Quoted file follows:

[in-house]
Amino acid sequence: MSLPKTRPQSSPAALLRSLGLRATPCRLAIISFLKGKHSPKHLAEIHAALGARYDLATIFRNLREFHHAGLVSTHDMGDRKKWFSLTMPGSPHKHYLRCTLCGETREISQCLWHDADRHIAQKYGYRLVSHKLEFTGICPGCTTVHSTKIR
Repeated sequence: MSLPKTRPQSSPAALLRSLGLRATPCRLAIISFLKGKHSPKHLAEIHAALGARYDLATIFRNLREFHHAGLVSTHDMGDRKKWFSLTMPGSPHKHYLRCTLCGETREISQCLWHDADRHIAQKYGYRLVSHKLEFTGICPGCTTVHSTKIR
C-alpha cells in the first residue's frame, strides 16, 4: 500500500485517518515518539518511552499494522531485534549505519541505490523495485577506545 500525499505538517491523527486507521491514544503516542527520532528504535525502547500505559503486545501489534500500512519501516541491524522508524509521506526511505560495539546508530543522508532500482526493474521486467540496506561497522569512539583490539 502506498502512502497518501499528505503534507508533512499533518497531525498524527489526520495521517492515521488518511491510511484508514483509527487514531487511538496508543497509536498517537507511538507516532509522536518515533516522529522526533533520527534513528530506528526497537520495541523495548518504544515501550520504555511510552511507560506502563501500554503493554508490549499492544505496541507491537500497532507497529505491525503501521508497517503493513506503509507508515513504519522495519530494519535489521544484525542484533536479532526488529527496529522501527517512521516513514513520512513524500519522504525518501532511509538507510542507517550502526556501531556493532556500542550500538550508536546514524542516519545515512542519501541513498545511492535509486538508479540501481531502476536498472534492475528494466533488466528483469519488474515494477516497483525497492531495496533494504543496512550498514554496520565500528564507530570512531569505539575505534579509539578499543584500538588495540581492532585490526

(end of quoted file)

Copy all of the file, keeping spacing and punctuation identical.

[in-house]
Amino acid sequence: MSLPKTRPQSSPAALLRSLGLRATPCRLAIISFLKGKHSPKHLAEIHAALGARYDLATIFRNLREFHHAGLVSTHDMGDRKKWFSLTMPGSPHKHYLRCTLCGETREISQCLWHDADRHIAQKYGYRLVSHKLEFTGICPGCTTVHSTKIR
Repeated sequence: MSLPKTRPQSSPAALLRSLGLRATPCRLAIISFLKGKHSPKHLAEIHAALGARYDLATIFRNLREFHHAGLVSTHDMGDRKKWFSLTMPGSPHKHYLRCTLCGETREISQCLWHDADRHIAQKYGYRLVSHKLEFTGICPGCTTVHSTKIR
C-alpha cells in the first residue's frame, strides 16, 4: 500500500485517518515518539518511552499494522531485534549505519541505490523495485577506545 500525499505538517491523527486507521491514544503516542527520532528504535525502547500505559503486545501489534500500512519501516541491524522508524509521506526511505560495539546508530543522508532500482526493474521486467540496506561497522569512539583490539 502506498502512502497518501499528505503534507508533512499533518497531525498524527489526520495521517492515521488518511491510511484508514483509527487514531487511538496508543497509536498517537507511538507516532509522536518515533516522529522526533533520527534513528530506528526497537520495541523495548518504544515501550520504555511510552511507560506502563501500554503493554508490549499492544505496541507491537500497532507497529505491525503501521508497517503493513506503509507508515513504519522495519530494519535489521544484525542484533536479532526488529527496529522501527517512521516513514513520512513524500519522504525518501532511509538507510542507517550502526556501531556493532556500542550500538550508536546514524542516519545515512542519501541513498545511492535509486538508479540501481531502476536498472534492475528494466533488466528483469519488474515494477516497483525497492531495496533494504543496512550498514554496520565500528564507530570512531569505539575505534579509539578499543584500538588495540581492532585490526